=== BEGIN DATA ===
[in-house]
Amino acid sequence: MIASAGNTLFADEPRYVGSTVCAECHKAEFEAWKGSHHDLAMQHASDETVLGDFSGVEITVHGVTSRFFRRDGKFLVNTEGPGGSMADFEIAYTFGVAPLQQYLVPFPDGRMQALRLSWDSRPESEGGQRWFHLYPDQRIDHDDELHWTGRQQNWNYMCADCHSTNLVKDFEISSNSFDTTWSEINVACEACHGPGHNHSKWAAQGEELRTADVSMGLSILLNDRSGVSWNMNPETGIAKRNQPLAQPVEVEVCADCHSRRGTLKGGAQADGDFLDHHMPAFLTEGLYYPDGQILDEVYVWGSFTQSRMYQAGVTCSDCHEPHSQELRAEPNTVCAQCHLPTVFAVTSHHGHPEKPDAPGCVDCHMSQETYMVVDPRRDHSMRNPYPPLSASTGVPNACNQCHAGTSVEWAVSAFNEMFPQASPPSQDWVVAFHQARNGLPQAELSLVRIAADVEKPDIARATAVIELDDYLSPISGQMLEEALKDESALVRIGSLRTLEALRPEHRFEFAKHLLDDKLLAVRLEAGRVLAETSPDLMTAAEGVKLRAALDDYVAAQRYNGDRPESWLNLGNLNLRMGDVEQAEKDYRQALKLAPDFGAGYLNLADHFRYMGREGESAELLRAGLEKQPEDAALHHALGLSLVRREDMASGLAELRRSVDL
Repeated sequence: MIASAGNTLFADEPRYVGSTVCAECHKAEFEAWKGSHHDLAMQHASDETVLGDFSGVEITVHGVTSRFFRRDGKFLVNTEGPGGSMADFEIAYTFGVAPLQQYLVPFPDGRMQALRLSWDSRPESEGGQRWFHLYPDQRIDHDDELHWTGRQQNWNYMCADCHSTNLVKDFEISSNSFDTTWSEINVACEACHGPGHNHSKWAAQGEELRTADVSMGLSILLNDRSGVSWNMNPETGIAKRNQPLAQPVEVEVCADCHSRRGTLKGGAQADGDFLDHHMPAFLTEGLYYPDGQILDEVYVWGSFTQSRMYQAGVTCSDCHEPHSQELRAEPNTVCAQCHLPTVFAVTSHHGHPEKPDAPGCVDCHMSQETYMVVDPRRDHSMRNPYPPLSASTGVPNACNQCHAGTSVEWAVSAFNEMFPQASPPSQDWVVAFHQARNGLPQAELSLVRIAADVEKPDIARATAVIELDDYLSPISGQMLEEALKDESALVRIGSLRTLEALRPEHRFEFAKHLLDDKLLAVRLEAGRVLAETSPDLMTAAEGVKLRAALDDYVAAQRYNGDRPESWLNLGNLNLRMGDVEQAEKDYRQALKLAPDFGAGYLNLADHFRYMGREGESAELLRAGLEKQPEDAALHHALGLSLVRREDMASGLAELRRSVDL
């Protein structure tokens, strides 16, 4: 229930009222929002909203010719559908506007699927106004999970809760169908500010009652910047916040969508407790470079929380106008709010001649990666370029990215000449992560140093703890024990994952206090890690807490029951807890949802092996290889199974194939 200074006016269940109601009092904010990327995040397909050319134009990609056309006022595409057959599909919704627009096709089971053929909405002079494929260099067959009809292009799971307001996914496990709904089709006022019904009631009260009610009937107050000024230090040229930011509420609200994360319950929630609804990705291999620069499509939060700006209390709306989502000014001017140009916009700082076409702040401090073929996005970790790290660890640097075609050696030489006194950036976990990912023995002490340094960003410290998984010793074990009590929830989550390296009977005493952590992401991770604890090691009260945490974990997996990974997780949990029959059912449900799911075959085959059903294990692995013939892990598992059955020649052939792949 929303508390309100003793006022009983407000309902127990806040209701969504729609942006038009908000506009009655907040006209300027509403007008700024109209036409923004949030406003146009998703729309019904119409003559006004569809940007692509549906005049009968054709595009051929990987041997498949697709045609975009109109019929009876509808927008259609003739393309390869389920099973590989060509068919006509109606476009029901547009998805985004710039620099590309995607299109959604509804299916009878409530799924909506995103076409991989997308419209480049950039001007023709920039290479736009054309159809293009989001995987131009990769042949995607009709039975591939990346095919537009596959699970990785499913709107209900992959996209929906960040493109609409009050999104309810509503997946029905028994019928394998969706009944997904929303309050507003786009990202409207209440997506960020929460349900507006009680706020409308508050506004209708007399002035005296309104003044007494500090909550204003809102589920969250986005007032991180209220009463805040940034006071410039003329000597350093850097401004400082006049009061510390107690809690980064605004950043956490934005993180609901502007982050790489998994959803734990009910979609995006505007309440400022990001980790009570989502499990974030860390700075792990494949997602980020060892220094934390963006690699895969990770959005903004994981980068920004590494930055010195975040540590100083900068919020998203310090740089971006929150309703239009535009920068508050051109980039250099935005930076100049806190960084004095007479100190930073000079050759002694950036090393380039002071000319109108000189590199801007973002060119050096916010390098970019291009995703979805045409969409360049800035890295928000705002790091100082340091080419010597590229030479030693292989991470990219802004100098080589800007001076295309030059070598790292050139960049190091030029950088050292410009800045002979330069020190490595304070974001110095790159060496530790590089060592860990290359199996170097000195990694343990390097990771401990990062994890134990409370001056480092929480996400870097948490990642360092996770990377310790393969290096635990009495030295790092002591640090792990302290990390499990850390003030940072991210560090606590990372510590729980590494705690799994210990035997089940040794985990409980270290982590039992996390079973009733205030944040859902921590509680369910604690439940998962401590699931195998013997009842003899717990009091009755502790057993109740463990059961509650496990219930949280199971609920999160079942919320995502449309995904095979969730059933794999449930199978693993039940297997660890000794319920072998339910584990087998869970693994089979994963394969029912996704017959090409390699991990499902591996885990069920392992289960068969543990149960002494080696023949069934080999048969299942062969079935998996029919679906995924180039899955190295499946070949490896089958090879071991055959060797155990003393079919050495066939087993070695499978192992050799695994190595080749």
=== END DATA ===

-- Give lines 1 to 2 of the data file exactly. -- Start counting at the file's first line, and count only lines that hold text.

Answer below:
[in-house]
Amino acid sequence: MIASAGNTLFADEPRYVGSTVCAECHKAEFEAWKGSHHDLAMQHASDETVLGDFSGVEITVHGVTSRFFRRDGKFLVNTEGPGGSMADFEIAYTFGVAPLQQYLVPFPDGRMQALRLSWDSRPESEGGQRWFHLYPDQRIDHDDELHWTGRQQNWNYMCADCHSTNLVKDFEISSNSFDTTWSEINVACEACHGPGHNHSKWAAQGEELRTADVSMGLSILLNDRSGVSWNMNPETGIAKRNQPLAQPVEVEVCADCHSRRGTLKGGAQADGDFLDHHMPAFLTEGLYYPDGQILDEVYVWGSFTQSRMYQAGVTCSDCHEPHSQELRAEPNTVCAQCHLPTVFAVTSHHGHPEKPDAPGCVDCHMSQETYMVVDPRRDHSMRNPYPPLSASTGVPNACNQCHAGTSVEWAVSAFNEMFPQASPPSQDWVVAFHQARNGLPQAELSLVRIAADVEKPDIARATAVIELDDYLSPISGQMLEEALKDESALVRIGSLRTLEALRPEHRFEFAKHLLDDKLLAVRLEAGRVLAETSPDLMTAAEGVKLRAALDDYVAAQRYNGDRPESWLNLGNLNLRMGDVEQAEKDYRQALKLAPDFGAGYLNLADHFRYMGREGESAELLRAGLEKQPEDAALHHALGLSLVRREDMASGLAELRRSVDL